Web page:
Asian water buffalos have also been imported, to work in the plantations that feed the palm oil trade, but do not roam free like hippos. Nor do they represent the same type of danger: territorial animals, hippos have been known to assault people who get too close. During one of his four trips to the area, Shurin was on a boat watching the hippos when the animals charged against him. He retired quickly.
That was smart, said Chapman of the zoo, who works with hippos.
“The river hippo is responsible for the majority of deaths in Africa,” Chapman said. “And they are fast. People don’t understand that. “
With a length of up to 16 feet, a height of 5 feet, and a weight of up to 4 tons, these beasts can reach speeds of 25 miles per hour on land. Although they don’t swim – Chapman pointed out that they actually run in river beds – they are deceptively fast in the water. “There are these amazing videos taken from boats,” he said, “you see a wave, a ripple in the river, and suddenly they show in slow motion this huge animal coming out of the water.”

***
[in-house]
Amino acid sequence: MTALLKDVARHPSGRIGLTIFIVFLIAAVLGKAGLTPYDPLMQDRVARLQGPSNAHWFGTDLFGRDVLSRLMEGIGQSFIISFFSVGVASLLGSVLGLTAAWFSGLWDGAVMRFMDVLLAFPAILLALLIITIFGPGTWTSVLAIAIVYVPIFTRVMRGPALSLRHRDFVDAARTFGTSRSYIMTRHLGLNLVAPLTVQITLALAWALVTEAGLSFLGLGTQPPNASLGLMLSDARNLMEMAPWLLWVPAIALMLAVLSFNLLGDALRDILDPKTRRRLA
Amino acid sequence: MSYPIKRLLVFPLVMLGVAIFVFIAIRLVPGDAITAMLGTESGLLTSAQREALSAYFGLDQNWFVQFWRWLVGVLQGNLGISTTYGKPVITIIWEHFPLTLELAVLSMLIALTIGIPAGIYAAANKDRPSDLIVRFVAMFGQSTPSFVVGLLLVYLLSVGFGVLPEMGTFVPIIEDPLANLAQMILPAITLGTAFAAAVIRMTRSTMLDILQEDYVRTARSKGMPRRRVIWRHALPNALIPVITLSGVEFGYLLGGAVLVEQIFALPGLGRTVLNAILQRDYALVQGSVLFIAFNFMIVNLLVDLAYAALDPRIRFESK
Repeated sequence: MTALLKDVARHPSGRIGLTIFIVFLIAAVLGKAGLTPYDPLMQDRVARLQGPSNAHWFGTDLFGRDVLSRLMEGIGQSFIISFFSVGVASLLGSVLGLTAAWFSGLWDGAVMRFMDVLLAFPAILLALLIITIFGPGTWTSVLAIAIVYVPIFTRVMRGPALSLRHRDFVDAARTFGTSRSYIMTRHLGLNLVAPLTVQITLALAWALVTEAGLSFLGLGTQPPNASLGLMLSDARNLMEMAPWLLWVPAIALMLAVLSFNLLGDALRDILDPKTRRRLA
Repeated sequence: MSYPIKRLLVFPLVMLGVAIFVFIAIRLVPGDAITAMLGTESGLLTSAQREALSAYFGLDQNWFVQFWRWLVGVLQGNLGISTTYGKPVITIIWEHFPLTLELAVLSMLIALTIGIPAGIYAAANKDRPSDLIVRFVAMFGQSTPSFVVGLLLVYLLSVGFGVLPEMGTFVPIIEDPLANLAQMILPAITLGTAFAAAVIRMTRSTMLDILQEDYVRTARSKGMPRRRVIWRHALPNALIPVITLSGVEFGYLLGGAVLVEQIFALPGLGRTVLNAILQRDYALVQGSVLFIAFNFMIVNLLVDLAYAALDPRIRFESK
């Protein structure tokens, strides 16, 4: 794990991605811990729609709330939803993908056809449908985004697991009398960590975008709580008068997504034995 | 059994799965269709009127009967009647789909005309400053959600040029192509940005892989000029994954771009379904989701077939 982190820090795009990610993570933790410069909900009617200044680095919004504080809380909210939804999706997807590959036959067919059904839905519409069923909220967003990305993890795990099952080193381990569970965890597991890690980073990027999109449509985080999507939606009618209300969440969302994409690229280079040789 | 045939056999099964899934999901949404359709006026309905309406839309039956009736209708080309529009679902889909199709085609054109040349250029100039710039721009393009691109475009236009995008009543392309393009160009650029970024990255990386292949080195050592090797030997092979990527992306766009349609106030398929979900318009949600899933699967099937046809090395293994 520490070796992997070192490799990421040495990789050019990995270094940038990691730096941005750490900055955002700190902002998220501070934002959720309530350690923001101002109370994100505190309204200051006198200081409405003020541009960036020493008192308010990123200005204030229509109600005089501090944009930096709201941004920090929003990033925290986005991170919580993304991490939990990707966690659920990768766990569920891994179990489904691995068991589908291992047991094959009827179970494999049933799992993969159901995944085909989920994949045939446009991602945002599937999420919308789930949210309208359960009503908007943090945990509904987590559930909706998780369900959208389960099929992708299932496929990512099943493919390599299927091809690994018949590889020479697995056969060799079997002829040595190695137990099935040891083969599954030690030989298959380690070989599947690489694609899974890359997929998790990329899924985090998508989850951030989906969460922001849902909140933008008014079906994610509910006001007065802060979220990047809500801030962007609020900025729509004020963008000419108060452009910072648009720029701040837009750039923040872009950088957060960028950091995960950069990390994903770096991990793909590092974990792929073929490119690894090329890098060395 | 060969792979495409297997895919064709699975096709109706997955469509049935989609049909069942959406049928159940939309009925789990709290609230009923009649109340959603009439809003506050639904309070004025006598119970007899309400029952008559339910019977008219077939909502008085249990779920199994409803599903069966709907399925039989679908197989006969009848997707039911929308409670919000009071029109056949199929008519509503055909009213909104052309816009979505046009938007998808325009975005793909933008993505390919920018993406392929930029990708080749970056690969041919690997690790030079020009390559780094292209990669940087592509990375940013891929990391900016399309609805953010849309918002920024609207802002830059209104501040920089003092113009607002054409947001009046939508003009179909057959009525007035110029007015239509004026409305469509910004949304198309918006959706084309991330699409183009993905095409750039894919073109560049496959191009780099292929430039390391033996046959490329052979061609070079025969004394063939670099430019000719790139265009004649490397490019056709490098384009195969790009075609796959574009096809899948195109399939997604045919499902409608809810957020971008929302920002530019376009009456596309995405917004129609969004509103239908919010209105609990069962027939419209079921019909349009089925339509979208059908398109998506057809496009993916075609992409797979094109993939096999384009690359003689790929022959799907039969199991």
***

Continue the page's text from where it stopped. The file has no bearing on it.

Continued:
Hippos kill about 500 people a year in Africa, making them twice as deadly as lions. So far, no deaths have been reported in Colombia.
“The locals seem quite indifferent to them,” Shurin said.
Nocturnal by nature, Colombian hippos eat large amounts of grass, grazing all night and night.
“They only eat on land,” Shurin said. “Then they come to the water and defecate all day.”
In an article published in the journal Ecology, Shurin, Jones and their Colombian colleagues used another term for waste hippos sprayed in the water. This “organic material,” as they called it, feeds algal blooms, alters oxygen levels and can lead to the death of fish. If the hippos waste continues to grow at the current rate, there is also a danger that local grasslands will be depleted.